William Hjortsberg’s Jubilee Hitchhiker: The Life And Times of Richard Brautigan is a staggering achievement, a truly wonderful and thoughtful biography. But it’s very difficult to fully appreciate just how good it is unless you’re already familiar with the book’s subject.
If you’re under 30, there’s a good chance you’ve never heard of Richard Brautigan, never encountered his whimsical poetry, never read his darkly comic prose. During the late 1960s and early ’70s, Brautigan was widely read and immensely successful. His breakthrough novel, Trout Fishing in America (1967), sold millions of copies. Although Brautigan never self-identified as a “hippie,” his work was embraced by the counterculture, and he quickly became rich and famous. In 1972, a critical study of Brautigan’s work (from a paperback series entitled “Writers for the ’70s”) placed Brautigan on a par with no less than Kurt Vonnegut, Hermann Hesse and J. R. R. Tolkien. Brautigan continued writing and publishing into the ’80s, but his popularity quickly waned and he felt “written off.” In 1984, Brautigan committed suicide. He was 49 years old, and his body was not discovered for a month. Jubilee Hitchhiker (Counterpoint, $42.50) does not skimp on details, however gruesome.
Hjortsberg was friends with Brautigan and a neighbor during his years in Montana. As a firsthand witness to Brautigan’s mercurial personality, he has unique insight into Brautigan’s best qualities (his creativity, his generosity) along with his worst: the alcohol abuse, the womanizing, the bouts of depression and Brautigan’s fondness for guns. Hjortsberg conducted extensive interviews and has stitched together hundreds of memories and colorful Brautigan-related anecdotes for Jubilee Hitchhiker. The result is nearly 900 pages of awfully small type, testimony to two decades of research.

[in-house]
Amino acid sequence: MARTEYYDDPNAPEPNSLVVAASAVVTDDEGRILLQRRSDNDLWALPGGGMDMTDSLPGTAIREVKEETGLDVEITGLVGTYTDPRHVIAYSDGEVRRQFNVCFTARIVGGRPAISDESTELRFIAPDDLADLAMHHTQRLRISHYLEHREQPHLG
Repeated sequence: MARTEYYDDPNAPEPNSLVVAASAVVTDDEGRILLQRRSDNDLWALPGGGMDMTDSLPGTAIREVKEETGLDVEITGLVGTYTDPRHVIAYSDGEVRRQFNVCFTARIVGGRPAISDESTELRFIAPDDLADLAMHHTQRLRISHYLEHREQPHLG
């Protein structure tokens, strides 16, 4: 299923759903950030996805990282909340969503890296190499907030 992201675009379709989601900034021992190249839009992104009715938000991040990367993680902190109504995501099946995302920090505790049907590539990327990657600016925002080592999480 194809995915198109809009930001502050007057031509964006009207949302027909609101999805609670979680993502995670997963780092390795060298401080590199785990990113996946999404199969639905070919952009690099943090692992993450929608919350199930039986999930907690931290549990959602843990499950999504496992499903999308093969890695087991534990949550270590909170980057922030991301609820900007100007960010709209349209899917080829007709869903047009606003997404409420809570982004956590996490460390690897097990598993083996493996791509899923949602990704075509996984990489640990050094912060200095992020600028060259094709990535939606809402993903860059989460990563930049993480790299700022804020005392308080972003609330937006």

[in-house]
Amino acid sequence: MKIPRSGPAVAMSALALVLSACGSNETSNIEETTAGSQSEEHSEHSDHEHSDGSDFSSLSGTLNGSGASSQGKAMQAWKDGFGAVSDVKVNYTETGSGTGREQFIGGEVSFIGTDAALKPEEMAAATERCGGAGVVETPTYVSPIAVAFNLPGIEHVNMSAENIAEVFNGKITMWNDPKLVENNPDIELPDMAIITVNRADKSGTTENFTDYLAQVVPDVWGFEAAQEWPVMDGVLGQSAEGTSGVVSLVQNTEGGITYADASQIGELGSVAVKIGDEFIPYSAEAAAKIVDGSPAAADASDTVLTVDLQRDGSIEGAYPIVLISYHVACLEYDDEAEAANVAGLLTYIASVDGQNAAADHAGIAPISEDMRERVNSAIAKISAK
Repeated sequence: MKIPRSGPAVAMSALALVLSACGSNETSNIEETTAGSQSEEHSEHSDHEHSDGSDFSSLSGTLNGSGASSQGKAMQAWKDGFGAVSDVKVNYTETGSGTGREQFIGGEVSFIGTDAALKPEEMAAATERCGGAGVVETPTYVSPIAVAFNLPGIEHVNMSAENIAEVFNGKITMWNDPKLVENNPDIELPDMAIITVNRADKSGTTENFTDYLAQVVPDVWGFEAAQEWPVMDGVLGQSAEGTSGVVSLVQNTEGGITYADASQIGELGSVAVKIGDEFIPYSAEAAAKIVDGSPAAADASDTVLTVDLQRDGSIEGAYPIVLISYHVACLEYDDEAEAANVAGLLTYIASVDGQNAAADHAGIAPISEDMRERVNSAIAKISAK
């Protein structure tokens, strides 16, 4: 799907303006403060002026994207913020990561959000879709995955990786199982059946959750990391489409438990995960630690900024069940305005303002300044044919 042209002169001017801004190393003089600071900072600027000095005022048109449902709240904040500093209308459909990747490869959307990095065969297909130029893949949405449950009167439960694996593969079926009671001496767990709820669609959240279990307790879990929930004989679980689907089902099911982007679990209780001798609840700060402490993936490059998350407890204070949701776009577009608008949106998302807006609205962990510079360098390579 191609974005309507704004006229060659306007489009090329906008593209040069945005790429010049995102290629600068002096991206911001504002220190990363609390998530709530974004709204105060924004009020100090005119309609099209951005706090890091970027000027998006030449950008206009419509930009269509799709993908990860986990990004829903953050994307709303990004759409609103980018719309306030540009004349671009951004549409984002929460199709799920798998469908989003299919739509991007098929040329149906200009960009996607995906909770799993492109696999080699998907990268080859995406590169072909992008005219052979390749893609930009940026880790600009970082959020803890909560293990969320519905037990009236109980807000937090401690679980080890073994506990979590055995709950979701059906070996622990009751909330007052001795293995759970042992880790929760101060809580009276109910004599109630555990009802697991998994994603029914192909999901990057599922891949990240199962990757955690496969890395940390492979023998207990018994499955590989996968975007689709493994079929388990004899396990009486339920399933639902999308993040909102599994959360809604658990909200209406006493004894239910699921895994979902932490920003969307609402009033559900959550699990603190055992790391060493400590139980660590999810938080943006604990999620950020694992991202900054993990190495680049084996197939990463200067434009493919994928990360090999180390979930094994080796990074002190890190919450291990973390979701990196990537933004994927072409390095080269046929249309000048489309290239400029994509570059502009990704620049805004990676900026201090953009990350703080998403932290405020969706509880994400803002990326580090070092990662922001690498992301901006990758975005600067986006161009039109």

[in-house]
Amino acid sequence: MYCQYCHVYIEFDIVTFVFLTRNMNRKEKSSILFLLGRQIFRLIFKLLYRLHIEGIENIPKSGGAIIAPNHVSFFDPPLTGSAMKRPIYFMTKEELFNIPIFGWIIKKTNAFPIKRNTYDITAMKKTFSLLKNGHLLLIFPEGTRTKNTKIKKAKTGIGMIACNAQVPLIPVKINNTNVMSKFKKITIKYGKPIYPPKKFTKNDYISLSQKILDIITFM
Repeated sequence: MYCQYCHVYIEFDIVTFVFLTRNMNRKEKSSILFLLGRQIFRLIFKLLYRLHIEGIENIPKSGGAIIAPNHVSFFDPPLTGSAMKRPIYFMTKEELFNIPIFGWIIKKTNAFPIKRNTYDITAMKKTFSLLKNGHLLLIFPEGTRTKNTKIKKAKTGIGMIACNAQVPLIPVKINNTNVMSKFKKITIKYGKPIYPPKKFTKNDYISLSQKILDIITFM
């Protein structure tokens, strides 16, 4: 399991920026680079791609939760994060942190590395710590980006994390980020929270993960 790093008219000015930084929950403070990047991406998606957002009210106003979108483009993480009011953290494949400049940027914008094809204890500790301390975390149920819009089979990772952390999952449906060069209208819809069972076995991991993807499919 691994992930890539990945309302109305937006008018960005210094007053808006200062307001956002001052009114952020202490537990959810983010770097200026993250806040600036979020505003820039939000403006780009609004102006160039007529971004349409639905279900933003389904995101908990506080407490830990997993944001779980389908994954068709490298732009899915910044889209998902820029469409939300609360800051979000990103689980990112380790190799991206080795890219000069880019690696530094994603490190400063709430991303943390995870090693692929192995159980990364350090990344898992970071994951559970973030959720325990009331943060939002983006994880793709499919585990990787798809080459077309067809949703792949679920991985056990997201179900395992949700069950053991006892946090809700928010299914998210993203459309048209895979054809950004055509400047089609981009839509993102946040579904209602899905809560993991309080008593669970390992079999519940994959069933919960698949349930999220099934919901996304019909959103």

I know most of Brautigan’s published work, but I learned a great deal about Brautigan’s early life: his broken home (Brautigan never knew his father), his complicated relationship with his mother and sister, the heartbreak of an early unrequited love, and a two-month stay at an Oregon mental hospital that included shock treatments. Hjortsberg presents the facts without making any psychological assumptions; this is fine, unbiased reporting.
In 1956, Brautigan hitchhiked to San Francisco and Hjortsberg paints a vivid picture of the city as its literary scene exploded. Kerouac, Ginsberg, and Ferlinghetti all figure prominently here. Brautigan’s first published novel, A Confederate General From Big Sur, arrived in 1964; his breakthrough novel, Trout Fishing in America, arrived three years later, forever changing Brautigan’s life. In all, Brautigan published 10 collections of poetry, 11 novels (one posthumously) and a collection of short stories (Revenge of the Lawn, 1971). Like Vonnegut, his prose was humorous and deceptively simple.
Jubilee Hitchhiker is an exhaustive look at Brautigan. It’s absorbing and affecting, and a cautionary tale about the traps of fame. Hjortsberg has done his old friend a real service. Normally, enthusiasm for an author’s published work prompts interest in the author’s biography; in the case of Jubilee Hitchhiker, fans of Hjortsberg’s book will surely be inspired to seek out Brautigan’s writing. ★★★★☆